Chinese Cabinet 88"x 52"x 16"
Chinese carvers made this cabinet in Shanghai in 1895. It stood in the James A. Thomas home in Shanghai until 1915, when it was then shipped to his home in New York. The cabinet remained there until 1935, when he presented it to his daughter, Eleanor Lansing Thomas, who later donated the cabinet to Duke University.
The cabinet was designed to resemble a Chinese temple. Its sloping roof rests on columns entwined with dragons. Dragons also adorn the top of the roof. Two disks rest on the sloping part, with carved characters representing the moon on the left and the sun on the right. Along the border is the Chinese symbol for longevity, shou. Elaborately carved leaves and small dragons adorn the recessed sides and the solid base. A mirror at the back of the cabinet's interior reflects the contents. The glass front doors are framed and protected by thin wooden slats.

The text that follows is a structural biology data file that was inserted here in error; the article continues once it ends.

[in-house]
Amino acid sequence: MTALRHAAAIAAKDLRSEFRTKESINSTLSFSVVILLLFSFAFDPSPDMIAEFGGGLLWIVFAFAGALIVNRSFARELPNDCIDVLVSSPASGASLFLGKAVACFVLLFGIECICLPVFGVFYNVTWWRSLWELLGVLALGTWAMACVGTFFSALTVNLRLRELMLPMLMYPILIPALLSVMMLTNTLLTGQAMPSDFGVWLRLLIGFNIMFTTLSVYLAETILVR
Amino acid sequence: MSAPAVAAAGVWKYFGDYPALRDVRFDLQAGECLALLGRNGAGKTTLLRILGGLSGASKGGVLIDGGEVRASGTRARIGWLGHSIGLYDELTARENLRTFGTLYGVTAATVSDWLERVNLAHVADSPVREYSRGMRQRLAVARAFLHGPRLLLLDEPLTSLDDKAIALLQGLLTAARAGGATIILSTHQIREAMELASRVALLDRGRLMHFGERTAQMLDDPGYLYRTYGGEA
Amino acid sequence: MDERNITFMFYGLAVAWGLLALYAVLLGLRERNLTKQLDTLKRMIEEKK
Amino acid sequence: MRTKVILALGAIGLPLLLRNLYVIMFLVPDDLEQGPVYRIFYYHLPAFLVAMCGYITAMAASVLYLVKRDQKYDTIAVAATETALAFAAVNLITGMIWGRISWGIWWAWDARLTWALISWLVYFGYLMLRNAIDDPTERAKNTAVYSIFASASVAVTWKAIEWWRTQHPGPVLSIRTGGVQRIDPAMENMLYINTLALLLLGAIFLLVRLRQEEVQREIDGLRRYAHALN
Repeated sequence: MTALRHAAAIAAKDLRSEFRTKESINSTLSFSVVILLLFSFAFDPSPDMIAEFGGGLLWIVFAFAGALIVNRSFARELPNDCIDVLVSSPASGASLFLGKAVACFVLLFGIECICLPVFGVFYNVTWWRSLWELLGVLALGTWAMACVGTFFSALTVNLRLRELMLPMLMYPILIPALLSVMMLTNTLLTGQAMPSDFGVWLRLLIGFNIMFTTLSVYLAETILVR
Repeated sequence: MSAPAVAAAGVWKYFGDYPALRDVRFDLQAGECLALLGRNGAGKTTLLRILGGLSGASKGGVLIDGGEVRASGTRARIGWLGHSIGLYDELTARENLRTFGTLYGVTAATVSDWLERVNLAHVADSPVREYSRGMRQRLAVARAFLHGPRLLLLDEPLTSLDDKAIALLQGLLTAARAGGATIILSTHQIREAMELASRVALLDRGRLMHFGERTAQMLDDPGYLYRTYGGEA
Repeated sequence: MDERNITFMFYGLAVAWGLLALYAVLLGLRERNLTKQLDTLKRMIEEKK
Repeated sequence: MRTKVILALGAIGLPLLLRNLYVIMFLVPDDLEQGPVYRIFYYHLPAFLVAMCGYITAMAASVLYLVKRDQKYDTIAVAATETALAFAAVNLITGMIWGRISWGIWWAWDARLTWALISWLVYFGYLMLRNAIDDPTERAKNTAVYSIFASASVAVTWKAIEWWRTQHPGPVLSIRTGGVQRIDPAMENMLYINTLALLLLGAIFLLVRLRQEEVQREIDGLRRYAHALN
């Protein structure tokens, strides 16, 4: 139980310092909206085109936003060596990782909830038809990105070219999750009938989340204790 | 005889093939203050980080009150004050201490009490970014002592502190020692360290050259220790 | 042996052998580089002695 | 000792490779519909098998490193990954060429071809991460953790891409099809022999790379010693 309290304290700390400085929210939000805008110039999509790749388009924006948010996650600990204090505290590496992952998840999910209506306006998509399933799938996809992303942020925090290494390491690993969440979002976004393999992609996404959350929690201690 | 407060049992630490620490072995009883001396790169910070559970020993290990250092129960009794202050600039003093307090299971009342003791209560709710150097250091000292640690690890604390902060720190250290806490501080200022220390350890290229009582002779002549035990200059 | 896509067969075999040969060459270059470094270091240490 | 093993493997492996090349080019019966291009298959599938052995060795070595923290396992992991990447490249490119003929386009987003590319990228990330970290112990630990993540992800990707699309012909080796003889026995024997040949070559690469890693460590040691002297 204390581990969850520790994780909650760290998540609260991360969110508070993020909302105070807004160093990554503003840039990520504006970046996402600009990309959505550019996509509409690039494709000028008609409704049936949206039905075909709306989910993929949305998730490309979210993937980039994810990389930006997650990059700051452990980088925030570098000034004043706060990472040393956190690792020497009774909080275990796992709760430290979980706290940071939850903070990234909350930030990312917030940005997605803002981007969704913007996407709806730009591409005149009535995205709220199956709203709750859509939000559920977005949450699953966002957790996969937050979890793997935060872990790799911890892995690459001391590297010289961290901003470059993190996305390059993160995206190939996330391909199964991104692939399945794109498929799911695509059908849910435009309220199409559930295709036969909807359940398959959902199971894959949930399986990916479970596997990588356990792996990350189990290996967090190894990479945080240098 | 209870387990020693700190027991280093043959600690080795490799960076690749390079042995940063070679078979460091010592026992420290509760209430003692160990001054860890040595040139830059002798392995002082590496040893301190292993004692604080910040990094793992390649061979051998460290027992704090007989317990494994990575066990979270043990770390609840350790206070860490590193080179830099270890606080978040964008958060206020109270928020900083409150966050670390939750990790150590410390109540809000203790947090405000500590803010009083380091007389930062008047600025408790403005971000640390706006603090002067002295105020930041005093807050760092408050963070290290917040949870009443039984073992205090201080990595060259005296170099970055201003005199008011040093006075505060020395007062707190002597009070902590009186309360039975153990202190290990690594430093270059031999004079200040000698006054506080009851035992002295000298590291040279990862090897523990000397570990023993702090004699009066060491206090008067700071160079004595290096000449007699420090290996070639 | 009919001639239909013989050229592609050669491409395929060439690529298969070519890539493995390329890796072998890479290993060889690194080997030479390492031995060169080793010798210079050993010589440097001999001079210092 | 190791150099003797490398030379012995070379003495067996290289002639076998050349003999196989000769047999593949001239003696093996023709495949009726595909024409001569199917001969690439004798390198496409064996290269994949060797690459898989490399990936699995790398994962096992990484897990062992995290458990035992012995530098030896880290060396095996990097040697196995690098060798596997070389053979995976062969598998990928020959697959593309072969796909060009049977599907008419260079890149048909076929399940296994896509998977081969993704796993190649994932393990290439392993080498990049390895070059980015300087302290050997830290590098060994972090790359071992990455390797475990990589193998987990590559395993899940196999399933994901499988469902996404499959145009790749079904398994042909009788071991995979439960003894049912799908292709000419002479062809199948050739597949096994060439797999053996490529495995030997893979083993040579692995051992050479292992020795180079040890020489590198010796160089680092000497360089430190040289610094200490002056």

NOTE: Chinese and Japanese furniture was not well documented until after East-West trade began in the eighteenth century. Styling was elegant and simple, but ornamentation became more elaborate with the growth of export trade. In the East, furniture makers were regarded more as artisans than as artists, so no names or schools associated with furniture design were articulated. Furniture makers used very hard woods in constructing the pieces and most wood material had to be imported. Chief among the imports was teak, a very strong and durable wood native to Burma.
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